Conservation, Food Forests, Irrigation, Plant Systems, Trees — by Chris McLeod January 14, 2013
Someone remarked to me yesterday that the fruit trees in the food forests here at the farm must require an extensive irrigation system. But, in fact, the fruit trees in the food forest here have to survive on rainwater alone, as I only have enough water for the vegetables and herbs.
I’ve stated before that this is a cool temperate environment, but summers here can regularly mean temperatures up to 40 degrees Celsius (104 degrees Fahrenheit) and sometimes beyond this. Some years the summer rainfall fails and it is then a long slow nervous wait until Autumn arrives. Storing water in the ground in these conditions is good practice as it reduces loss from evaporation.
It is also almost impossible to have a dam at this location because the volcanic loam soil is just too well drained. This has meant that I have had to focus on water harvesting techniques and feeding the soil instead.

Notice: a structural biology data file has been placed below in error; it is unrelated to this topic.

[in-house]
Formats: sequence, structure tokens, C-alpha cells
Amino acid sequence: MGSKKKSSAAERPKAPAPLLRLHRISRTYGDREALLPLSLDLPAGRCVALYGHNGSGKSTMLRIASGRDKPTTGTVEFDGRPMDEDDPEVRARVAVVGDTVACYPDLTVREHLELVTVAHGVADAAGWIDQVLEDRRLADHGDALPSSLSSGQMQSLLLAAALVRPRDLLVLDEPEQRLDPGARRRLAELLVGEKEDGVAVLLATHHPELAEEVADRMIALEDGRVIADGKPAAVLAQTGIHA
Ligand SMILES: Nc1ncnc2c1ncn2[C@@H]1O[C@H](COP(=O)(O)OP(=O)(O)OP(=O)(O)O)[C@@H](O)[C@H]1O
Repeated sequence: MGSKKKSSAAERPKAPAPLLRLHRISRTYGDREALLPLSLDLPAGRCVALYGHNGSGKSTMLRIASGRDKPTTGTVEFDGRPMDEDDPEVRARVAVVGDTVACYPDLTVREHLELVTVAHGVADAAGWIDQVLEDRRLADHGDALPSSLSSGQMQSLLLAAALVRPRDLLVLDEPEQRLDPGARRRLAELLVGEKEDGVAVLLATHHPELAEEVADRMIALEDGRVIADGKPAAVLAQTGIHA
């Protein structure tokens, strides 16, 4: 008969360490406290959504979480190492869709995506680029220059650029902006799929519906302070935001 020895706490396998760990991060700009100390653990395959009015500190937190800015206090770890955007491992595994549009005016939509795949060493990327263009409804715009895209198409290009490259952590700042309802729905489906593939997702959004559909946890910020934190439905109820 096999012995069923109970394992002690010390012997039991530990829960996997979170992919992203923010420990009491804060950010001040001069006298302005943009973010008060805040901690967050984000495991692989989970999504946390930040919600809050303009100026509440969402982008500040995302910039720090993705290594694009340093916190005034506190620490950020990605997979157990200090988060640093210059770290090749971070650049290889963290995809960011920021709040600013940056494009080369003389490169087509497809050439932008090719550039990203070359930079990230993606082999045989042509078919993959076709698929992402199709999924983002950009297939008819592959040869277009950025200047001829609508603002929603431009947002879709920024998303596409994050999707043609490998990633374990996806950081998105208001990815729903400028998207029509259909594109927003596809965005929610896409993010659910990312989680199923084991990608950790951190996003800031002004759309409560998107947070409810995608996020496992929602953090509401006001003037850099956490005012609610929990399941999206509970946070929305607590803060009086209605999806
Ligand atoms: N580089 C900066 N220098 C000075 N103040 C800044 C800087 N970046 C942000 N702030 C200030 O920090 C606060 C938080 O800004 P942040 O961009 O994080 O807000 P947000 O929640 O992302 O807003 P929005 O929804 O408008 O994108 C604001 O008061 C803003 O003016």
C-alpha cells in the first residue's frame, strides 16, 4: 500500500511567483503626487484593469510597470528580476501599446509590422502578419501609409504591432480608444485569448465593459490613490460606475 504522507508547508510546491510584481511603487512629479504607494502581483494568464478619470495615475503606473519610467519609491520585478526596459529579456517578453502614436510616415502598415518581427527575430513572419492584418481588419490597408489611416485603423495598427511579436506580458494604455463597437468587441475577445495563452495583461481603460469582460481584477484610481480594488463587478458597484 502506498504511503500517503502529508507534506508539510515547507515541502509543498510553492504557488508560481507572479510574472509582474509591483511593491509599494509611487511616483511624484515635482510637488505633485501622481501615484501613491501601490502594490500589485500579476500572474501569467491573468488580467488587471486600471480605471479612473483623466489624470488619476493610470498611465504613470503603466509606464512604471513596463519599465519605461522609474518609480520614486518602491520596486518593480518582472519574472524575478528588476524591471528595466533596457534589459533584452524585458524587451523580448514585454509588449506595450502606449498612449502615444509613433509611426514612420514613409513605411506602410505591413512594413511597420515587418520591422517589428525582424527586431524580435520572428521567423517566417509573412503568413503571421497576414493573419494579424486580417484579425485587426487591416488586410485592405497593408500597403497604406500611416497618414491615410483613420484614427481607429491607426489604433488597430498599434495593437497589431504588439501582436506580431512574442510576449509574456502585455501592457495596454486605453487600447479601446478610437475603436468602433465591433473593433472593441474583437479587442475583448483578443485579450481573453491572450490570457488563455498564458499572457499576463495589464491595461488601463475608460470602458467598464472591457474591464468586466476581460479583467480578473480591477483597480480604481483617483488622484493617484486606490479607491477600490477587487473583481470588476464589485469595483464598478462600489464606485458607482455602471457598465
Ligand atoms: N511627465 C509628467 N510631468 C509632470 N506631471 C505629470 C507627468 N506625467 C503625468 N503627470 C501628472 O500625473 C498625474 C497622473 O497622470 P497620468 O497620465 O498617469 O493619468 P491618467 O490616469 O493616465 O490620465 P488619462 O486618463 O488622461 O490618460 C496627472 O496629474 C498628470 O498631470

Feeding the soil is the creation of topsoil using various methods plus adding materials that are available to you. The reason that it is important here is because healthy, deep and diverse topsoil not only provides food for the plants, but it is also a crucial step in storing water in the soil.
There are plenty of articles on this website, not to mention the books and/or DVDs which go into soil in more detail than I can ever provide. However, I can provide on the ground examples of the various techniques and materials and follow their progress. So, I’ve put to together a fun video providing a virtual tour of some of the soil food systems here. I hope you enjoy the tour.Comments (4)